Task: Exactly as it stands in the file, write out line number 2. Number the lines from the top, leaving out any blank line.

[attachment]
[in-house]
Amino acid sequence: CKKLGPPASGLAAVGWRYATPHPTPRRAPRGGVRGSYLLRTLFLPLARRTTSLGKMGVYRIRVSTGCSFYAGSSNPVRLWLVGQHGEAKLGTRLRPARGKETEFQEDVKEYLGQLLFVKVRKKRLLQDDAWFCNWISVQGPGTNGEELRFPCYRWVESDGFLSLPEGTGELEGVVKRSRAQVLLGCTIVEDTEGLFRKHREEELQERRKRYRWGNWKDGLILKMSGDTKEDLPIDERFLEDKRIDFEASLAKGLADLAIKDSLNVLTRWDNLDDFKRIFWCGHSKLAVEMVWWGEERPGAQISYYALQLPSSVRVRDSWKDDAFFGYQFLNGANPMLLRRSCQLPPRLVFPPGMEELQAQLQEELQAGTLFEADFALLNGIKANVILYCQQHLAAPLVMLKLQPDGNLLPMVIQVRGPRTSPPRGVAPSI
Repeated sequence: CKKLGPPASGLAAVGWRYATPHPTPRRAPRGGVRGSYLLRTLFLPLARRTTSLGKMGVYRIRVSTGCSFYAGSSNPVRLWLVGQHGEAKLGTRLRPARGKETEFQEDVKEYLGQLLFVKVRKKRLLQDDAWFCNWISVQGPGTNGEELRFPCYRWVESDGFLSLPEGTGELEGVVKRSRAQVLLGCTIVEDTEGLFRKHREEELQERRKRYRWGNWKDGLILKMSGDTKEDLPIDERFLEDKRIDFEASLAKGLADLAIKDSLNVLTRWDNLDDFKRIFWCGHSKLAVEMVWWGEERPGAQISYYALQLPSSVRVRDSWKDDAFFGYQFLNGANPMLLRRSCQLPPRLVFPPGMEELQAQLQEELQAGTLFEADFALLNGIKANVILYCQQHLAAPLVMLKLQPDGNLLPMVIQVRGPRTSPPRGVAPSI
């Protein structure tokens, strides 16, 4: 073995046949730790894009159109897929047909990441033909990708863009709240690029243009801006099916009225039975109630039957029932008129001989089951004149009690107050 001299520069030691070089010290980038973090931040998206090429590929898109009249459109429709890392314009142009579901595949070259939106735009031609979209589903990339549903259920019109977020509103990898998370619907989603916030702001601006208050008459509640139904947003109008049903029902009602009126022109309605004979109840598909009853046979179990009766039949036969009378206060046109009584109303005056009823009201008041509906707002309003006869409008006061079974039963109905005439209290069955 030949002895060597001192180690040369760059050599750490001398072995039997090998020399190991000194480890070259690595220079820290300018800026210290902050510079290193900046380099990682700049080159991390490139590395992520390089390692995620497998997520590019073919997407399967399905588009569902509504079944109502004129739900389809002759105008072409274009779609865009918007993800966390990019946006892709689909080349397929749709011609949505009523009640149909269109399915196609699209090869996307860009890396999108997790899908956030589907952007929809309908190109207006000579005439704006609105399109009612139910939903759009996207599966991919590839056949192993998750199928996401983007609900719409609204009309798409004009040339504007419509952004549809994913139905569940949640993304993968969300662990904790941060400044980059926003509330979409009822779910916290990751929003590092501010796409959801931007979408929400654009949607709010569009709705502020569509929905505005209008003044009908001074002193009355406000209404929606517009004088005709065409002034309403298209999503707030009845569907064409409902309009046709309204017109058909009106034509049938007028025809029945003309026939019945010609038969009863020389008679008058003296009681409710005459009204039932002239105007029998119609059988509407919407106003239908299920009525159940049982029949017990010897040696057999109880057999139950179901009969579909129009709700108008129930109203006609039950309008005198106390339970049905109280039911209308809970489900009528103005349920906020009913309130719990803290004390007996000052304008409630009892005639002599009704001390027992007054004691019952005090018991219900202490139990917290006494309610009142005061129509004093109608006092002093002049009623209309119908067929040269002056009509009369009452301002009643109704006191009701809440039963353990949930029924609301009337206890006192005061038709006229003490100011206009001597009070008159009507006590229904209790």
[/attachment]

Amino acid sequence: CKKLGPPASGLAAVGWRYATPHPTPRRAPRGGVRGSYLLRTLFLPLARRTTSLGKMGVYRIRVSTGCSFYAGSSNPVRLWLVGQHGEAKLGTRLRPARGKETEFQEDVKEYLGQLLFVKVRKKRLLQDDAWFCNWISVQGPGTNGEELRFPCYRWVESDGFLSLPEGTGELEGVVKRSRAQVLLGCTIVEDTEGLFRKHREEELQERRKRYRWGNWKDGLILKMSGDTKEDLPIDERFLEDKRIDFEASLAKGLADLAIKDSLNVLTRWDNLDDFKRIFWCGHSKLAVEMVWWGEERPGAQISYYALQLPSSVRVRDSWKDDAFFGYQFLNGANPMLLRRSCQLPPRLVFPPGMEELQAQLQEELQAGTLFEADFALLNGIKANVILYCQQHLAAPLVMLKLQPDGNLLPMVIQVRGPRTSPPRGVAPSI